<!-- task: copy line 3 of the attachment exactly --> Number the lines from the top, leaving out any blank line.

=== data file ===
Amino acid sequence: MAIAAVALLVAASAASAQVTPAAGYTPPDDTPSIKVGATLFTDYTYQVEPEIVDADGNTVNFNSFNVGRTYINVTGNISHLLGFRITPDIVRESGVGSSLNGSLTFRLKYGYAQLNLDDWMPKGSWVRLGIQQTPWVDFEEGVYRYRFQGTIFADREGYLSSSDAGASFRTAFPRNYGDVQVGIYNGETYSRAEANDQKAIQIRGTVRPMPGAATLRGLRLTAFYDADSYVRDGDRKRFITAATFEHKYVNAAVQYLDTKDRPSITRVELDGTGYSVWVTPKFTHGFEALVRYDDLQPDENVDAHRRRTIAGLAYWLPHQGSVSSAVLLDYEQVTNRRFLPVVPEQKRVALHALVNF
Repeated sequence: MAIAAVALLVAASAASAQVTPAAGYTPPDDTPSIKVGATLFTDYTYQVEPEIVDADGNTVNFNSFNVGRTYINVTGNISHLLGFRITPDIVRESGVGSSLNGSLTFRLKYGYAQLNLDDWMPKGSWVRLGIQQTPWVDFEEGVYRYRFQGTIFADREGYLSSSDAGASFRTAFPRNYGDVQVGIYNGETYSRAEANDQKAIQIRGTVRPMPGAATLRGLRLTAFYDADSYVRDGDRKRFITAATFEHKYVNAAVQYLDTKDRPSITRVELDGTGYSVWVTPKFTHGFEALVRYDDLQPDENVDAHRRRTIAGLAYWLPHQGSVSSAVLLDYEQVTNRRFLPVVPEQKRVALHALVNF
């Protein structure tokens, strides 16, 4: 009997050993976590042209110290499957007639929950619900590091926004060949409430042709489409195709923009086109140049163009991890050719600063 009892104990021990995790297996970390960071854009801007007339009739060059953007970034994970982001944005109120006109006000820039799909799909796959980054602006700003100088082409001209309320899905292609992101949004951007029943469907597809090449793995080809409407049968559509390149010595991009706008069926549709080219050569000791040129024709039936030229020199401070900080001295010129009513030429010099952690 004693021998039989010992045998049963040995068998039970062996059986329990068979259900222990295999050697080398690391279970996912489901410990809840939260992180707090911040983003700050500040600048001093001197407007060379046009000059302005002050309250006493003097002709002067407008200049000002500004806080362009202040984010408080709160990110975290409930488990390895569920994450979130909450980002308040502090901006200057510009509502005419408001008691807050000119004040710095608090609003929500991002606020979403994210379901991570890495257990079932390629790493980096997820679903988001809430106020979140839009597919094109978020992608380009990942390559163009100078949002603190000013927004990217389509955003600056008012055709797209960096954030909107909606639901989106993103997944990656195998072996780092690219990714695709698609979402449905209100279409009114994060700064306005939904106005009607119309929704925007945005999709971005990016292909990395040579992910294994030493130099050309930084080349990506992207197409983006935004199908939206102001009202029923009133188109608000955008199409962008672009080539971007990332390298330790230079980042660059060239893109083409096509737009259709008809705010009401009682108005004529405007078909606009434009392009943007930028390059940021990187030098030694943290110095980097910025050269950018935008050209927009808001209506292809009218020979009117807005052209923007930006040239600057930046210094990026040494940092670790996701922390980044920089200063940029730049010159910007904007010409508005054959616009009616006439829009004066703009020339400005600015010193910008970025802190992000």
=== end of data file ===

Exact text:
């Protein structure tokens, strides 16, 4: 009997050993976590042209110290499957007639929950619900590091926004060949409430042709489409195709923009086109140049163009991890050719600063 009892104990021990995790297996970390960071854009801007007339009739060059953007970034994970982001944005109120006109006000820039799909799909796959980054602006700003100088082409001209309320899905292609992101949004951007029943469907597809090449793995080809409407049968559509390149010595991009706008069926549709080219050569000791040129024709039936030229020199401070900080001295010129009513030429010099952690 004693021998039989010992045998049963040995068998039970062996059986329990068979259900222990295999050697080398690391279970996912489901410990809840939260992180707090911040983003700050500040600048001093001197407007060379046009000059302005002050309250006493003097002709002067407008200049000002500004806080362009202040984010408080709160990110975290409930488990390895569920994450979130909450980002308040502090901006200057510009509502005419408001008691807050000119004040710095608090609003929500991002606020979403994210379901991570890495257990079932390629790493980096997820679903988001809430106020979140839009597919094109978020992608380009990942390559163009100078949002603190000013927004990217389509955003600056008012055709797209960096954030909107909606639901989106993103997944990656195998072996780092690219990714695709698609979402449905209100279409009114994060700064306005939904106005009607119309929704925007945005999709971005990016292909990395040579992910294994030493130099050309930084080349990506992207197409983006935004199908939206102001009202029923009133188109608000955008199409962008672009080539971007990332390298330790230079980042660059060239893109083409096509737009259709008809705010009401009682108005004529405007078909606009434009392009943007930028390059940021990187030098030694943290110095980097910025050269950018935008050209927009808001209506292809009218020979009117807005052209923007930006040239600057930046210094990026040494940092670790996701922390980044920089200063940029730049010159910007904007010409508005054959616009009616006439829009004066703009020339400005600015010193910008970025802190992000």